Making Room For Specialty Coffee In France

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Coffee is part and parcel of French culture. It is to the croissant what the beret is to the baguette: iconic pairings that have become national symbols. When you think of drinking coffee in France—and Paris specifically—you can likely conjure up images of patrons sitting on a sunny cafe terrace sipping on a coffee or folks having a quick espresso in the hustle and bustle of a busy bistro. 

But what place does specialty coffee occupy in traditional French coffee culture? In France, specialty coffee is thriving and has grown leaps and bounds, especially in the last five years. However, it has often struggled to exist within traditional spaces, making specialty coffee’s journey sometimes complex as it works to find its place in French coffee culture and brushes up with traditional ideas of what coffee should be. 

However, that hasn’t stopped specialty coffee from growing, led by coffee lovers and innovators that look to bridge the gap between the new and the traditional. By mixing elements of established French culture with modern approaches to sourcing, roasting, and crafting drinks, French coffee leaders are creating a wholly new and refreshing identity while honoring France’s enduring cafe culture. 

The First Generation

The nexus of specialty coffee in France starts in Paris: since the early 2000s, cult specialty purveyors like Belleville Brûlerie, Café Lomi, L’Arbre à Café, and Terres de Café have made their mark not just on France but on the larger specialty coffee community. 

But before all these coffee businesses became international brands, many of France’s first generation of coffee enthusiasts learned about specialty coffee at Paris’ La Caféothèque, says Tamara Louault, founder, roaster, and importer at Buna, a coffee business focused on highlighting and sourcing coffees from Ethiopia. 

Louault, who started Buna as a way to connect to her Ethiopian roots, says that La Caféothèque, located in Paris’ 4th Arrondissement, served as a training hub for many leaders who would go on to start their own coffee businesses in Paris and throughout France. “That generation built the French specialty coffee empire in that setting,” she says. “They generated interest in a new product and way of consuming coffee and opened up many doors for us.”  

La Caféothèque, which opened in 2005, was, for a long time, one of the only places you could learn about specialty coffee in France. “In the beginning, La Caféothèque was all about les méthodes douces (manual brewing),” writes Anna Brones for Sprudge. “Back in 2005, it was a shop with a collection of 70 drawers, each featuring a coffee from different producer countries. In a country known for blends and espresso, that was revolutionary.” 

With few resources or structures to gain knowledge, Louault acknowledges that La Caféothèque’s approach to coffee required immense work, patience, and dedication. However, French coffee professionals today benefit from this groundwork, which gives them the space to innovate and get creative.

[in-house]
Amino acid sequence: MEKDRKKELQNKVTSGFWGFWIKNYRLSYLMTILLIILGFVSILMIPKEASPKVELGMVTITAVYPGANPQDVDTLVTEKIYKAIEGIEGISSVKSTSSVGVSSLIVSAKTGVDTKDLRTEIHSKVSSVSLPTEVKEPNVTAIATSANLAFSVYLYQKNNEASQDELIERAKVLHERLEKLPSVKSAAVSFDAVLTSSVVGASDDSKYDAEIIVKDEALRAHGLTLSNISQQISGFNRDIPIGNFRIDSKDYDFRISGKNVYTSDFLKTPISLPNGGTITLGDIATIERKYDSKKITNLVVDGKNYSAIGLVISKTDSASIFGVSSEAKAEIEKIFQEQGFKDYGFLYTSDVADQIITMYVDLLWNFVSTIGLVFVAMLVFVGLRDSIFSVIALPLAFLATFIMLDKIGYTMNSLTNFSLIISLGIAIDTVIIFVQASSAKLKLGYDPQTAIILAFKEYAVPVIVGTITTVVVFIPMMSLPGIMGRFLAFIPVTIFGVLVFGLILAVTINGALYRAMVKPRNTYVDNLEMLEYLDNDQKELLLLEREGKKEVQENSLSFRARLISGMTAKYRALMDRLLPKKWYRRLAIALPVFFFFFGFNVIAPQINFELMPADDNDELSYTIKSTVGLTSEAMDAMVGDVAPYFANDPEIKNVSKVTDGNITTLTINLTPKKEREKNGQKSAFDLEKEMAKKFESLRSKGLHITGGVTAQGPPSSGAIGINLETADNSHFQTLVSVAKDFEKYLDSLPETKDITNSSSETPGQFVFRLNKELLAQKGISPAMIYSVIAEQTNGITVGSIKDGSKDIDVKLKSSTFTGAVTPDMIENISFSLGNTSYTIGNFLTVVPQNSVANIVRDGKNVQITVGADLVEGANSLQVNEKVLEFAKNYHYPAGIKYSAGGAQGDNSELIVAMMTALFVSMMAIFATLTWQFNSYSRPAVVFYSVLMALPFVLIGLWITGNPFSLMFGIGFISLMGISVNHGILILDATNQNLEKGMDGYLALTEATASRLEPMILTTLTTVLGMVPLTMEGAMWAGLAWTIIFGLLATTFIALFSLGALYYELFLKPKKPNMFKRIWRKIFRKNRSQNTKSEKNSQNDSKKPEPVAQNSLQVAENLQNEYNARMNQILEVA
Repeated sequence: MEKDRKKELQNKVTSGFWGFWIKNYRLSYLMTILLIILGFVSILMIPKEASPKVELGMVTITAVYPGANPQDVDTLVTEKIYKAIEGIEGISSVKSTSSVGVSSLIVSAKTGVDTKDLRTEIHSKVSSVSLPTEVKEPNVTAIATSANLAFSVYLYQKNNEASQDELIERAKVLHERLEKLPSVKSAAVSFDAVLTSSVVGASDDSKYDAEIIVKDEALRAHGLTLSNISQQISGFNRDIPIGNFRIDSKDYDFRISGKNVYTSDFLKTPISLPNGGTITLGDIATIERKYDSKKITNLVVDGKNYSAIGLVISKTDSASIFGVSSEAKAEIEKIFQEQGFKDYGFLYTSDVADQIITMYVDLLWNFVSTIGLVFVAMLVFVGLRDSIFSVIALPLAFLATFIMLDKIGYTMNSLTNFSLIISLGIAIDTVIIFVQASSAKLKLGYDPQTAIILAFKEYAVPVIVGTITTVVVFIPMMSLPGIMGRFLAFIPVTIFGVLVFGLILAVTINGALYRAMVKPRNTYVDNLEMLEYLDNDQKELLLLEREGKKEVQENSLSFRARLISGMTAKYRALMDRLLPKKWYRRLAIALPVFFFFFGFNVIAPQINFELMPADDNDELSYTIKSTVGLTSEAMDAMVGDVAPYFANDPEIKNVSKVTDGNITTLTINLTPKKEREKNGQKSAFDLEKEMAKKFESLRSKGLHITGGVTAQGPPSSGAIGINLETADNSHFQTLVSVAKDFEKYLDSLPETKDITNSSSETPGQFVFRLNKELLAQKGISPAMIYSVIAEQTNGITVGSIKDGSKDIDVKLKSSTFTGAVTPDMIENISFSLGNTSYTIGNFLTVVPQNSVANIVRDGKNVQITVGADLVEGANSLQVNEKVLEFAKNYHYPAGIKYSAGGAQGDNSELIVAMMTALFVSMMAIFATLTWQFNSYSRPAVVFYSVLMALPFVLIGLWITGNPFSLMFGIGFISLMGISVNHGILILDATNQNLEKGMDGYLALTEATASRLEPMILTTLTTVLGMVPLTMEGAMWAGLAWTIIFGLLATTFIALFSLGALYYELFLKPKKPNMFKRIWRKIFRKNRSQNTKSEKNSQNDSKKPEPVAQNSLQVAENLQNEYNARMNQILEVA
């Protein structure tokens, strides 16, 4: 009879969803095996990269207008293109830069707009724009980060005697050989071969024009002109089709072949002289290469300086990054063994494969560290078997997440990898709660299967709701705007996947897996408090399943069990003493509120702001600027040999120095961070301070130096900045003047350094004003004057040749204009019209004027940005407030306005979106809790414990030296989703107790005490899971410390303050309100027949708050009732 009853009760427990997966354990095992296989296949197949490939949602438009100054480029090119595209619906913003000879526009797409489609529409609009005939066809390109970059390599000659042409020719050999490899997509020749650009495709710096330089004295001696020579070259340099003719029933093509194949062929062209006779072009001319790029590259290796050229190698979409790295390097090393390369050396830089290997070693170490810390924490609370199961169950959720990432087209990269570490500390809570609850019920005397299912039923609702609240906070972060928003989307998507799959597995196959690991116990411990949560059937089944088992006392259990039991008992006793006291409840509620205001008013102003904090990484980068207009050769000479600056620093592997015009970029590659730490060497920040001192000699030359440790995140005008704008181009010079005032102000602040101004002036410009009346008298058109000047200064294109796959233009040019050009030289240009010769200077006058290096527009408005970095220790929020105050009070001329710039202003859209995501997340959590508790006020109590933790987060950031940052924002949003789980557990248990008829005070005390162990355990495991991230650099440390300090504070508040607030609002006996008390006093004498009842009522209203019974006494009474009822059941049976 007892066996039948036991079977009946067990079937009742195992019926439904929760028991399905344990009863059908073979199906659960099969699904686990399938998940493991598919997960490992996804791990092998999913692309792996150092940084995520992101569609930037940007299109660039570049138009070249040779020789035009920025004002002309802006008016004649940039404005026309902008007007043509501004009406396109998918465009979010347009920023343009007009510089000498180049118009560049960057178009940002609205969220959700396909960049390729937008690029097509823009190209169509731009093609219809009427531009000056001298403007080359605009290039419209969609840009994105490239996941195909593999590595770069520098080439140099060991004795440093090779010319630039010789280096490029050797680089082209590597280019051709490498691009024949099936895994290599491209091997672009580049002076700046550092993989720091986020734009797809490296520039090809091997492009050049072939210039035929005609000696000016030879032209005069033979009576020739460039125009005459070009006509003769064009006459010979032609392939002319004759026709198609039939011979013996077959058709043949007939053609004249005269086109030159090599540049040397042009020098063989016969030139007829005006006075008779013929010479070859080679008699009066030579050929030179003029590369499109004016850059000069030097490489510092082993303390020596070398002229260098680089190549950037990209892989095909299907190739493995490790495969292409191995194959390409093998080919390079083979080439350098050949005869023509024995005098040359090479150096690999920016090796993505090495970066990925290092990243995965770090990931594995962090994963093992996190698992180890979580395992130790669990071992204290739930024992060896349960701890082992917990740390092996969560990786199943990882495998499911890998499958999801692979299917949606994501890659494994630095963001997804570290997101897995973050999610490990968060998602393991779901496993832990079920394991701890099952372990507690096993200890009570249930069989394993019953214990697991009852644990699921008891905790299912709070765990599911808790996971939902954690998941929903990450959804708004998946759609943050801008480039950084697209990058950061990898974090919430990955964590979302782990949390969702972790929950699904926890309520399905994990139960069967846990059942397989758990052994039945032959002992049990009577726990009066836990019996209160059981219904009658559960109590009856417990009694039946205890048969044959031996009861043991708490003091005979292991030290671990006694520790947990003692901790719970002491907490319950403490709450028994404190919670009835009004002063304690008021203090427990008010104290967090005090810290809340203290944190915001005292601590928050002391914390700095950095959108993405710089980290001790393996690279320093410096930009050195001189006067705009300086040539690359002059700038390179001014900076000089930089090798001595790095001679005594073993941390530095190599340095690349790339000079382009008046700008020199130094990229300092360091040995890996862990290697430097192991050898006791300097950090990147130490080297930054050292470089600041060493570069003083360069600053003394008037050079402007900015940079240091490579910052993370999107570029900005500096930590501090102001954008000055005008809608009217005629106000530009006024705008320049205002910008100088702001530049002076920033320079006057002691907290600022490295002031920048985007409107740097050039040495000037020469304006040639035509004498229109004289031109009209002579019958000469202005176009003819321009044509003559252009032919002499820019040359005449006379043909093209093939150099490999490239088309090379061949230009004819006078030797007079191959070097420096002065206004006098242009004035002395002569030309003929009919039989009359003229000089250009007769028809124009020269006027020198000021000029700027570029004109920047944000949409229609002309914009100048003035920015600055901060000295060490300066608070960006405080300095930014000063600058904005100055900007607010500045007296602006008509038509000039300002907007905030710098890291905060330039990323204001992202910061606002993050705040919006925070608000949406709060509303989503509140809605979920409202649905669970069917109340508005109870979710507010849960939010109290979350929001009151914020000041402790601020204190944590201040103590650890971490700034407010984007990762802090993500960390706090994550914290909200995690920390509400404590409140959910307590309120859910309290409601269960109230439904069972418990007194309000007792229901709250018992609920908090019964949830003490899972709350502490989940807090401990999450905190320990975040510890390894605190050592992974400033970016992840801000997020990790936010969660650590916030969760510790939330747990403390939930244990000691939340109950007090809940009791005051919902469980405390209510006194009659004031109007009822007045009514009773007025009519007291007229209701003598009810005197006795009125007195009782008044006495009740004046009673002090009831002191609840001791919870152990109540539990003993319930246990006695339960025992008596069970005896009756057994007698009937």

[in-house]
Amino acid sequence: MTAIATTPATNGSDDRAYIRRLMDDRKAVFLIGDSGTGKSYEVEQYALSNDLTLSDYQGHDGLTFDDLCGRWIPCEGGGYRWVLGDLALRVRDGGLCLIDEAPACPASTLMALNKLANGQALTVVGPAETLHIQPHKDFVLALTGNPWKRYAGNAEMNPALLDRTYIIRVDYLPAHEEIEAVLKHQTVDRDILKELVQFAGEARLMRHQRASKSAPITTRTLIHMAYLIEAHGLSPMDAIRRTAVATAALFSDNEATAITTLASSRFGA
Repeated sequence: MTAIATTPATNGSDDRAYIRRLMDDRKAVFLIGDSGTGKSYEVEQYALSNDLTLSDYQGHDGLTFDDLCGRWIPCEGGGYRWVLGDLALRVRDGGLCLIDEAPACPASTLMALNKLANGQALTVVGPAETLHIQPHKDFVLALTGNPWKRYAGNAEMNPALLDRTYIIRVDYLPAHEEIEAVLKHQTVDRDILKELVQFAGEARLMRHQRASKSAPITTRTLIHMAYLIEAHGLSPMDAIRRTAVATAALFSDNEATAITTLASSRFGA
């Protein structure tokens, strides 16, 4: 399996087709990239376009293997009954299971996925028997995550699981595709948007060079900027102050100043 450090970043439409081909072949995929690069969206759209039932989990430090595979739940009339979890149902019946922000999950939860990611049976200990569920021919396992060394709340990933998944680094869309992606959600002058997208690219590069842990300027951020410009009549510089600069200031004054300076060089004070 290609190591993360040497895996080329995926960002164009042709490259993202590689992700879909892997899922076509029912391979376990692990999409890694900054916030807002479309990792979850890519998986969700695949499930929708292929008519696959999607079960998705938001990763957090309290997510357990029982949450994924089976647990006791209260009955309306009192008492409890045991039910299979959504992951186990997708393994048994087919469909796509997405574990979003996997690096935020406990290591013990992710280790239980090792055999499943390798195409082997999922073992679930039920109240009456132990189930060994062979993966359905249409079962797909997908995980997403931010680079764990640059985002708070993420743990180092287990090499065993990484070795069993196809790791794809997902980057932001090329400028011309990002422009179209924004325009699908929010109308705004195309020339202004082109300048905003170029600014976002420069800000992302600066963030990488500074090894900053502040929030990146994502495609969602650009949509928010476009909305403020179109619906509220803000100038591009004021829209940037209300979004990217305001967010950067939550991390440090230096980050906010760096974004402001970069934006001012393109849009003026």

“We’re making use of game-changing tools like co-roasting spaces,” she says, noting how quickly Paris’ coffee scene has expanded in the last decade. “We have easier access to knowledge to further elevate our sector—it’s an exciting time.”

Part of expanding the specialty coffee scene is making great coffee accessible in more places. In Paris, Louault worked on a project to open a cafe at Gare d’Austerlitz, a central train station, to expose more people to better quality coffee at a competitive price.

“Space and equipment are limited, but it feels like important work,” she says. She’s already seeing results in consumer behavior: “People used to come for an espresso with four sugars, but now they come specifically for our coffee, with little to no sugar. It’s not because we’re in a station that we have to neglect quality and taste.”

The Perfect Setting

Traditional coffee culture in France puts a premium on setting. In Paris, the price of coffee can change based on where you’re sitting (you might be charged a different fee for the same beverage depending on where you’re seated: at the bar, at a table, or outside on the terrace). Location also influences price—a coffee in a popular tourist destination will cost more than coffee at a neighborhood restaurant. Patrons are consuming and paying for an experience as much as they are for coffee. 

Louault confirms that location remains a prime factor in French coffee consumers’ priorities. 

She grew up in Tours, a city about 250 kilometers, or 150 miles, southwest of Paris, and learned about traditional coffee ideas through observing people drinking coffee in her hometown. “The French love sitting in a café terrace, regardless of what kind of coffee is in their cup, Louault says, noting that coffee often serves as a conduit for social gatherings—or is seen as a functional beverage. “It’s more about connecting with friends or a quick caffeine jolt than it is about taste.” 

David Flynn took inspiration from French coffee-drinking culture when opening La Fontaine de Belleville. The co-founder of Belleville Brûlerie Paris, one of France’s most notable specialty coffee roasteries, says he was fascinated by French café culture, which inspired him to take over a small cafe that had been continuously in operation since 1908 (originally called La Fontaine). He relaunched the bistro in 2016 as a space where specialty coffee and traditional cafe culture could coexist.